Along with much of Poe’s other works, Annabel Lee is about the death of a beautiful lover; the situation. The reason for her death and his sadness may have been the time period; the setting. Poe describes a “kingdom by the sea” which refers to the Middle Ages where kings and knights ruled their nations. Equality was nonexistent as people of nobility exploited the peasants and farmers. The author’s lover was taken by “her high-born kinsmen” which supports this sense of injustice. Furthermore, the “sepulcher there by the sea” that she is placed in is both physically and metaphorically something unattainable.

However, their love is undying and continues. Even after her death, nothing can “ever dissever my soul from the soul of Annabel Lee”. Despite their unfortunate setting and situation, their love is constant.

aubade on east 12th street

Aubade on East 12th Street
by August Kleinzahler (p904)

The skylight silvers
and a faint shudder from the underground
travels up the building's steel.

Dawn breaks across this wilderness
of roofs with their old wooden storage tanks
and caps of louvered cowlings

moving in the wind. Your back,
raised hip and thigh
well-tooled as a rounded baluster

on a lathe of shadow and light.

I think Kleinzahler’s goal with this poem is to illustrate the breaking dawn. And if so, he has done an excellent job. The explicit descriptions that he uses of the city waking up brings the reader into his poem. We can almost feel and hear the subways and their “faint shudder from the underground”. He continues to describe the rays of light upon the “roofs with their old wooden storage tanks” and the “caps of louvered cowlings” which are both awaiting the day to begin.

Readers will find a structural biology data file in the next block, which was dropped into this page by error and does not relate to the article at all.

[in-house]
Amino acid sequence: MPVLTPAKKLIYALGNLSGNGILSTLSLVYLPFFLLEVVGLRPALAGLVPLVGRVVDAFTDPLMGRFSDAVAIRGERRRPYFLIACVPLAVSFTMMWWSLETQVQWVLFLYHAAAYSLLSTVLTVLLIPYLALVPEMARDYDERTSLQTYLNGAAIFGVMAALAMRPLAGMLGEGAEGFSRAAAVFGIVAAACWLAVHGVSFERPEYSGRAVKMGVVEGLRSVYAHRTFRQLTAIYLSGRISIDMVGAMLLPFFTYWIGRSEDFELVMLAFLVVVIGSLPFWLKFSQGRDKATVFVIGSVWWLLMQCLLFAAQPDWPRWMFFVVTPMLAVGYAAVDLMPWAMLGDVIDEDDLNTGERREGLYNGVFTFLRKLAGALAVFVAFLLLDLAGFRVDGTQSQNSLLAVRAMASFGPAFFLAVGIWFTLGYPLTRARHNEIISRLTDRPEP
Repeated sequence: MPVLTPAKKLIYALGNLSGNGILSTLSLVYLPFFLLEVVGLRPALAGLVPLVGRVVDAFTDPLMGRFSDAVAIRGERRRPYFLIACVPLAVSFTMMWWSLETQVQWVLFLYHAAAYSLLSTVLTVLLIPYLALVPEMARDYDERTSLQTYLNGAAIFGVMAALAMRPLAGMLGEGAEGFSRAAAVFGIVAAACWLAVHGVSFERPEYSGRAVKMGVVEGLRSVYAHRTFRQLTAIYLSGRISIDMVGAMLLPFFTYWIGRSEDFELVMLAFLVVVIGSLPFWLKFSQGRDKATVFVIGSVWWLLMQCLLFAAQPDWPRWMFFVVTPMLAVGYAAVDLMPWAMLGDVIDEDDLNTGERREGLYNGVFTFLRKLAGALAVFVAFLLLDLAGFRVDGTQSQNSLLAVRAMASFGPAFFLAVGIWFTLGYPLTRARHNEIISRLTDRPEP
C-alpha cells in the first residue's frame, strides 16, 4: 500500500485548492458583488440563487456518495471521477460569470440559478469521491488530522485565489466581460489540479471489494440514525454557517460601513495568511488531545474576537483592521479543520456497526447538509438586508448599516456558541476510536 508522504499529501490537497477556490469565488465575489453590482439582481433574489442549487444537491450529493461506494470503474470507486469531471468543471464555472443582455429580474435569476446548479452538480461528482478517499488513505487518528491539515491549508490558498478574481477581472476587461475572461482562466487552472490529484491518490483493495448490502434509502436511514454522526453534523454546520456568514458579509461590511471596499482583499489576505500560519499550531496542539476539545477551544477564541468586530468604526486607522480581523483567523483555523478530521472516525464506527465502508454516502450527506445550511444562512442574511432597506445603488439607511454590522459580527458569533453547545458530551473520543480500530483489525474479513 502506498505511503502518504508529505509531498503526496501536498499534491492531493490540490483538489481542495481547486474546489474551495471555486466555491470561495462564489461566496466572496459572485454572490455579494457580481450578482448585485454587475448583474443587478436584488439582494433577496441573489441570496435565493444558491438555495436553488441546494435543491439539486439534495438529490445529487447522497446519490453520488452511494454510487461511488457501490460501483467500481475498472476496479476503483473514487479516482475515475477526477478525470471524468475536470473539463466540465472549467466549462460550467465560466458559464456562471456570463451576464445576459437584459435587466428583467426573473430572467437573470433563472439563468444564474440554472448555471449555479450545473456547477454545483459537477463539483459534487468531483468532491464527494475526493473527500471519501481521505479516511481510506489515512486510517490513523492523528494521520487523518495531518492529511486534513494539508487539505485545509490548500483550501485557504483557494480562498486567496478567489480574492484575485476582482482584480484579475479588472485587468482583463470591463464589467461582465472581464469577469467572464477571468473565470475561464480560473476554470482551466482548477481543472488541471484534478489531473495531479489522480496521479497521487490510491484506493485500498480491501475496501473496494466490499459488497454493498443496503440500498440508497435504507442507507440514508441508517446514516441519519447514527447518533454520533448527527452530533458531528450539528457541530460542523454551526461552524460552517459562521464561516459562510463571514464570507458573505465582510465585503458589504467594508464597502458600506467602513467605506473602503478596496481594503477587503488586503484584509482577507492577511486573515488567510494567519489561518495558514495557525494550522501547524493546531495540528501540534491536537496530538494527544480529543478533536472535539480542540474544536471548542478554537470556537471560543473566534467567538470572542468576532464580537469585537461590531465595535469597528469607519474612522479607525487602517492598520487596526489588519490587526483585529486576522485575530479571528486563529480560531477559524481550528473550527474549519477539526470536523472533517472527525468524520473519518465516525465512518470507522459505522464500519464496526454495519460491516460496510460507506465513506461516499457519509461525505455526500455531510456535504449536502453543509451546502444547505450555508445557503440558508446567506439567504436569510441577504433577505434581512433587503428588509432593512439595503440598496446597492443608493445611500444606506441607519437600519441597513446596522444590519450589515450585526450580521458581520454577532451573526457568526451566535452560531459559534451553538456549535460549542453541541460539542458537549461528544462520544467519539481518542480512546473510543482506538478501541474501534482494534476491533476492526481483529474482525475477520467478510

It is ironic that he chooses to describe the city as a “wilderness” despite the obvious difference. But in a way this makes sense because both are always changing, unpredictable, and bustling with life. Finally, “the lathe of shadow and light” bring together the last wisps of night and the first rays of morning, creating a memorable image and concludes his poem about morning appropriately.

Monday, December 1, 2008


by Langston Hughes

My old man's a white old man
And my old mother's black.
If ever I cursed my white old man
I take my curses back.
If ever I cursed my black old mother
And wished she were in hell,
I'm sorry for that evil wish
And now I wish her well
My old man died in a fine big house.
My ma died in a shack.
I wonder were I'm going to die,
Being neither white nor black?

I was confused by this poem and left wondering who the speaker really was. Is he actually multicultural? Or does he wish to be? Nonetheless, Hughes speaks from a mature level after experiencing racism first hand through his “white old man” and “black old mother”. He expresses he sympathy and retracts his ignorant statements like “wishing she were in hell”. His level of understanding is further evidenced because he hates neither of his parents anymore. He realizes it is wrong for him to ever have blamed his parents for who he is. Lastly, he speculates upon the future and takes into account of his multi-ethnic background. He doesn’t know what will happen to him and therefore leaves the reader to draw his/her own conclusions.